on July 15 I went to the palace to see the majestic. Above the Gate Tower, three giant colors of the Republic fluttered over a clear blue sky. After going through security, I walked through the tall deserted grass toward the building that houses the National Security Council office. I waited in the council’s empty reception room until one of the staff of Majes, a young woman who had studied in America, took me upstairs to his office, where I sat behind his desk. Our conversation was mostly unmemorable. He looked exhausted when we talked about the desperate fighting in the city of Kandahar, which was surrounded by the Taliban.
Just a few days ago, a farewell ceremony was held for General Austin S. Miller, the long-serving American commander. The military completed 90 percent of its withdrawal, long before Biden’s deadline. This rapid pace was intended to reduce the risks of attack during the withdrawal, but it had a devastating effect on the Afghan security forces. The US military has spent billions to train and equip a force in its image, relying heavily on foreign contractors and air support. But the Afghan army’s notoriously corrupt generals stole their men’s ammunition, food, and wages. While the security forces were supposed to number 300,000, the real number was likely to be less than a third of that number. In the regions, the army and police were collapsing, and they handed over their weapons to the Taliban, who now control a quarter of the country.
Ghani insisted over and over that he would stand up and fight. “This is my home and my grave,” he thundered in a speech earlier in the spring. His deputy, Amrullah Saleh, and the Security Council were working on a post-American strategy called slap, a Dari word meaning “base” or “ground,” which depicts garrison towns connected by corridors controlled by the army and backed by militias, similar to the way President Muhammad Najibullah held onto power for three years after the Soviet withdrawal. “It was very much the Russian model,” said Beck, who returned to government as the president’s chief of staff that month. “They had a good plan on paper, but for this plan to work, you have to be a military genius.”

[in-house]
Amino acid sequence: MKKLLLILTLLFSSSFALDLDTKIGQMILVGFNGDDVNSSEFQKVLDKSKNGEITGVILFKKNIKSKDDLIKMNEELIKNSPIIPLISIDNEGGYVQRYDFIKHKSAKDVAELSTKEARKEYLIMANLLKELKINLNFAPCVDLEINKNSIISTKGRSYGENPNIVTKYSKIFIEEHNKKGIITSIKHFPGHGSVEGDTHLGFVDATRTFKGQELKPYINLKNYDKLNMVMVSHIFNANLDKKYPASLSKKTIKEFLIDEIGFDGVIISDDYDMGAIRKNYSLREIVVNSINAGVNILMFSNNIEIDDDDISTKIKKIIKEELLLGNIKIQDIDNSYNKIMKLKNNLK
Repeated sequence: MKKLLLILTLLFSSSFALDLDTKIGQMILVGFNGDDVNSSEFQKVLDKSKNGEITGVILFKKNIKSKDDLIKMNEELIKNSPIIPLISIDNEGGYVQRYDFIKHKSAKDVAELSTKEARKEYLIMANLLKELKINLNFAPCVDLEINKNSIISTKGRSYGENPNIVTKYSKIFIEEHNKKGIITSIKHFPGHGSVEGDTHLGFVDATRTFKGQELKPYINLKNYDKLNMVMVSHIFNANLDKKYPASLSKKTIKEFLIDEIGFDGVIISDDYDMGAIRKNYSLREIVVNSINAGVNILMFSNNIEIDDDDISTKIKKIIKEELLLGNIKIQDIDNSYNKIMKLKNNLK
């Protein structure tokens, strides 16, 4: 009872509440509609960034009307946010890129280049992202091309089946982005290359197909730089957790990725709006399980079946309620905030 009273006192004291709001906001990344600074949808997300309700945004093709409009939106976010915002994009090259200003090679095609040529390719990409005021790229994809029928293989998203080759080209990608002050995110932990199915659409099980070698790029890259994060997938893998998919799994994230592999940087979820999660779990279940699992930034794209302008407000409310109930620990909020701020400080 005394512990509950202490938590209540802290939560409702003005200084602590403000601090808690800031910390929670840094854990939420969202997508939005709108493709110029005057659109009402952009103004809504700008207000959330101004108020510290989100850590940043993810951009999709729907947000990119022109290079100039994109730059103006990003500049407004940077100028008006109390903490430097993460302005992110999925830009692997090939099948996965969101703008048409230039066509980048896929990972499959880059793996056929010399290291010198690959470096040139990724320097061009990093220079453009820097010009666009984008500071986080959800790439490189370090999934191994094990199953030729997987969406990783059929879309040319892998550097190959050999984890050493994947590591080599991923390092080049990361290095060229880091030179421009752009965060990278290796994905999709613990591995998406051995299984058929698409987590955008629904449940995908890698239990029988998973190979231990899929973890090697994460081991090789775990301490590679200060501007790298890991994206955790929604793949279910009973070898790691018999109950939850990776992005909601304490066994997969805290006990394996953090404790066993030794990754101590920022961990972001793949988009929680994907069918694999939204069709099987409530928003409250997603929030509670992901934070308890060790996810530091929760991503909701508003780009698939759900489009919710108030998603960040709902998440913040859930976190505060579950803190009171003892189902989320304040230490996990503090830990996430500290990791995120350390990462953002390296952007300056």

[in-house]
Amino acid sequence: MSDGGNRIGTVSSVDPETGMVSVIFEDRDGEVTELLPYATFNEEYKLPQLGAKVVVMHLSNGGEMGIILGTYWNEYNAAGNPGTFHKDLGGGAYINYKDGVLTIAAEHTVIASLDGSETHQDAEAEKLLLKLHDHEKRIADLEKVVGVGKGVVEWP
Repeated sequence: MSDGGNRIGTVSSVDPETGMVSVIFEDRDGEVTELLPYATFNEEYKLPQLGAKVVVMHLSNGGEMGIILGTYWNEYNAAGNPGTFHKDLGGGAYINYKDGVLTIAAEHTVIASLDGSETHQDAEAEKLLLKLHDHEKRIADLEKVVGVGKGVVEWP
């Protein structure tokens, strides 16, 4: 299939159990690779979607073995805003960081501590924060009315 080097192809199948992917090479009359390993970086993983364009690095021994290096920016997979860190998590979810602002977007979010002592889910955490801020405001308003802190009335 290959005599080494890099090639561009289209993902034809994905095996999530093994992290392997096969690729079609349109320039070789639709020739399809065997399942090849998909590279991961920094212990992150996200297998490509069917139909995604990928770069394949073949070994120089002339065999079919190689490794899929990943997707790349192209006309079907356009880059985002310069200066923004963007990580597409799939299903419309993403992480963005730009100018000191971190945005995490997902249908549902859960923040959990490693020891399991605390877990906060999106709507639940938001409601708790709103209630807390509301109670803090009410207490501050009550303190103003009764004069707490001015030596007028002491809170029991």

Earlier in July, Ghani was warned that only two of the army’s seven corps were still operating, according to a senior Afghan official. In a desperate bid for troops to protect the city of Kandahar, the president has appealed to the CIA to use the paramilitary army formerly known as Counter-Terrorism Pursuit Teams, according to Afghan officials. Trained for night raids and covert missions in the frontier lands, the units have grown into capable light infantry, a strength of the thousands. They were now officially part of the Afghan intelligence service and were known as Zero Units, after the codes corresponding to the provinces: 01 was Kabul, 03 was Kandahar and so on. But according to officials, the CIA was still paying these strike forces and had to agree to Ghani’s request for them to defend Kandahar city that month. (A US official stated that the units were under Afghan control; the CIA declined to comment on details of their deployment.) “They are very efficient units, they are motivated and they are cheap,” Muhib told me in his office. without them. They don’t need all sorts of heavy equipment. I wish we had more like them.”
But the Zero Units had a reputation for their ruthlessness in battle. Both journalists and Human Rights Watch referred to them as “death squads” – allegations the CIA denied, saying they were the result of Taliban propaganda. I’ve been trying to track down these mysterious units for years, and was surprised to see them in their distinct tiger stripes, under glowing coverage on government social media accounts.
In Kabul, I met Muhammad, an officer from one of the National Security Administration units operating throughout the capital, who I had known for a few years. Muhammad worked as a translator for the unit’s American advisers and as a trainer for secret teams that carried out urban arrests. He said that morale plummeted among his men after the Americans left. According to Afghan officials, the station at Ariana Square was empty by late July. But Mohammed’s team is still receiving advice from the Americans. He showed me messages he said were from the CIA, and urged his unit to patrol the areas around Kabul that had been infiltrated by the insurgents. “The airport is still in danger,” one message said.